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This week, Damien Hirst’s global spot challenge, TJ Clark on Leonardo, Cairo’s art scene, Green & Knight on PST, de Kooning conversation, Queer theory, vandalism as art criticism, imagining a drunk gay Jenny Holzer twitterfeed and an Abby Road spoof.
So blogger Greg Allen tackles the question, “How can anyone actually see all the shows if they’re supposed to be seen as a single exhibition?” Blogger Felix Salmon has done some of the math and figured it would cost a billionaire art collector roughly 100K to see all the shows.
BrooklynManhattan-based hipster Jennifer Bostic thinks she and a friend can do it for something closer to 13K — though now I’m told her tally is far less than that now.
What do you get when you complete the “challenge”? A signed Hirst print that is dedicated to you.
Almost 20 years later, the resonance with the Occupy Wall Street movement is unmistakable. Like Occupy Wall Street, queer theory worked by magnetizing attention, at the right moment, to problems that existed before it, and which it could not fix. Like OWS, it maintained a skeptical distance from legitimate political processes in order to cast light on their distortions. Like OWS, its moment in the spotlight was only a strobelike illumination of a lingering state of affairs, in which a lot of people felt that we would all be happier keeping that damn light off, thank you very much.
WEEKENDS ARE BULLSHIT.
Writer Emily Gould offers her own FTW:
SPENDING THE ENTIRE “WEEKEND” WORKING COMES AS NO SURPRISE
Required Reading is published every Sunday morning-ish, and it is comprised of a short list of art-related links to long-form articles, videos, blog posts or photo essays worth a second look.
“Black infants in America are now more than twice as likely to die as white infants—11.3 per 1,000 black babies, compared with 4.9 per 1,000 white babies, according to the most recent government data—a racial disparity that is actually wider than in 1850, 15 years before the end of slavery, when most black women were…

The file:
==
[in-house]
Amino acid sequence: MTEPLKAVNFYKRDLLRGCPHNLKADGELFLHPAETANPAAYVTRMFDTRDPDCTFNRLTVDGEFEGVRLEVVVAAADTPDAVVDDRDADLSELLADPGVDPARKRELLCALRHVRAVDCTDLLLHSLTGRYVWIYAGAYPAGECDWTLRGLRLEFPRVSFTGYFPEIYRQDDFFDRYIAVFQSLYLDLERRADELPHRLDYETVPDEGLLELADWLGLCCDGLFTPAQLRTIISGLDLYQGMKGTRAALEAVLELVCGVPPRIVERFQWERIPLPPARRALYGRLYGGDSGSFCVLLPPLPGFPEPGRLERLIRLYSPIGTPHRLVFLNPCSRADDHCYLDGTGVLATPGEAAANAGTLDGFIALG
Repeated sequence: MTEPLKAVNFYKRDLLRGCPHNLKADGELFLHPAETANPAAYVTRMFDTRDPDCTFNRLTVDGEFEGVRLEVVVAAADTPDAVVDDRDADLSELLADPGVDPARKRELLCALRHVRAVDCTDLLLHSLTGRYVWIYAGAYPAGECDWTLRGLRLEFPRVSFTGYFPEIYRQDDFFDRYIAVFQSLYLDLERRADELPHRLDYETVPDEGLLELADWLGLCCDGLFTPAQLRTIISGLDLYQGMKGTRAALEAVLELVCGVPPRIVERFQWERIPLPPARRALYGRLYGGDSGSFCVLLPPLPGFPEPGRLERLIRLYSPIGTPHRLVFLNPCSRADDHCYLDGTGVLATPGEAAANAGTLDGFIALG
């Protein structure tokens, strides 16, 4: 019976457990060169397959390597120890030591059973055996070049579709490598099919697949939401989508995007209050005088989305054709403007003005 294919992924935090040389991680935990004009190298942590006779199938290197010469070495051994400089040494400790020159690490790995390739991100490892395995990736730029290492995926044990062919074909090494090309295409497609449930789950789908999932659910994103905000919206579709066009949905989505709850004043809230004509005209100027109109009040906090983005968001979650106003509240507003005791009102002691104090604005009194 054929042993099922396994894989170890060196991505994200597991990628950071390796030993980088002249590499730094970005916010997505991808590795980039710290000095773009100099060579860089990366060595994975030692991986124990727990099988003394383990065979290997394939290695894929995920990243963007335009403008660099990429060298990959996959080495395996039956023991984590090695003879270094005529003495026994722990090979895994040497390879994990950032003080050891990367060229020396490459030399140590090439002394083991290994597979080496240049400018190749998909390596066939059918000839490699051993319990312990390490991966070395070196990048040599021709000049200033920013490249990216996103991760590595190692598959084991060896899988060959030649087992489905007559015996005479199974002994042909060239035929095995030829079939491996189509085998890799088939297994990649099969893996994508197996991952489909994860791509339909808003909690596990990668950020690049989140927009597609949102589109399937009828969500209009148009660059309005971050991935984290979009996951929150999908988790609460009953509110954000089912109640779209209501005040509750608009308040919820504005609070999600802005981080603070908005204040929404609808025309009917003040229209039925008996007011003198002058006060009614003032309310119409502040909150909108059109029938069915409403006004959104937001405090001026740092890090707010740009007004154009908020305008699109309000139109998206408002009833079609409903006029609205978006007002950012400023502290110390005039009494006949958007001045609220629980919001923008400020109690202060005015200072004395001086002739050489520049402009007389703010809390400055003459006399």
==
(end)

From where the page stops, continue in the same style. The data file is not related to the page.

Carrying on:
he ownership of images has a long and nuanced legal history, which has evolved dramatically in recent years as cultural standards and photographic technologies have rapidly advanced
The show, which honors the 50th anniversary of an exhibition history once ignored, continues a series of projects documenting Wilmington’s contemporary art scene.
Renty and his daughter Delia. Renty was an enslaved African, kidnapped from the Congo, sold and forced into slave labor on the South Carolina plantation of B.F. Taylor
What is the relation between possessing a person, possessing their image, and dispossessing their progeny
As a scholar of African American history and photography whose work has focused on the status of violent images in museums and archives, I fully support the validity of Ms. Tamara Lanier’s claim and the amicus brief.
Two K-12 art teachers will each receive a $1,000 cash gift and an additional $500 to put toward classroom art supplies. Nominations are due October 31.
The daguerreotypes of Renty Taylor, Delia, Drana, Alfred, Jack, George Fassena, and Jem remained in an unused storage cabinet until 1975, when it was discovered by an employee of the Peabody Museum.
I am writing in support of the amicus curiae brief submitted by Professor Ariella Aïsha Azoulay of Brown University for the full restitution of the daguerreotypes of Renty Taylor and his daughter Delia, currently held by Harvard University, to their familial descendant, Tamara Lanier.
We cannot be indifferent to the long-lasting effects of photography. The photographs at the center of Lanier v. Harvard are relentless in making Renty and Delia Taylor work and perform as slaves. The pain inflicted on them has not ceased. Photography has the capacity to propagate harm, and we have the moral obligation to interrupt…